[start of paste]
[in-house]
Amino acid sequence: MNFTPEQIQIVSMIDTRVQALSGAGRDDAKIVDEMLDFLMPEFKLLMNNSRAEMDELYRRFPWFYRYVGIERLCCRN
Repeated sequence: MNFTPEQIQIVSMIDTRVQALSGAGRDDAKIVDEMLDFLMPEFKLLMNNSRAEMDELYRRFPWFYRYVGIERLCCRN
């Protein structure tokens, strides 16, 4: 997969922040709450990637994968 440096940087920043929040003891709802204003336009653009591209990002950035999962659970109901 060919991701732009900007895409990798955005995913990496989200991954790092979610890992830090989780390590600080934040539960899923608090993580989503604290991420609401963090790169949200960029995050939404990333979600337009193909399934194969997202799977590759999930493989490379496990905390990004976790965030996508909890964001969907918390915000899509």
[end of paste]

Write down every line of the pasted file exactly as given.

[in-house]
Amino acid sequence: MNFTPEQIQIVSMIDTRVQALSGAGRDDAKIVDEMLDFLMPEFKLLMNNSRAEMDELYRRFPWFYRYVGIERLCCRN
Repeated sequence: MNFTPEQIQIVSMIDTRVQALSGAGRDDAKIVDEMLDFLMPEFKLLMNNSRAEMDELYRRFPWFYRYVGIERLCCRN
């Protein structure tokens, strides 16, 4: 997969922040709450990637994968 440096940087920043929040003891709802204003336009653009591209990002950035999962659970109901 060919991701732009900007895409990798955005995913990496989200991954790092979610890992830090989780390590600080934040539960899923608090993580989503604290991420609401963090790169949200960029995050939404990333979600337009193909399934194969997202799977590759999930493989490379496990905390990004976790965030996508909890964001969907918390915000899509």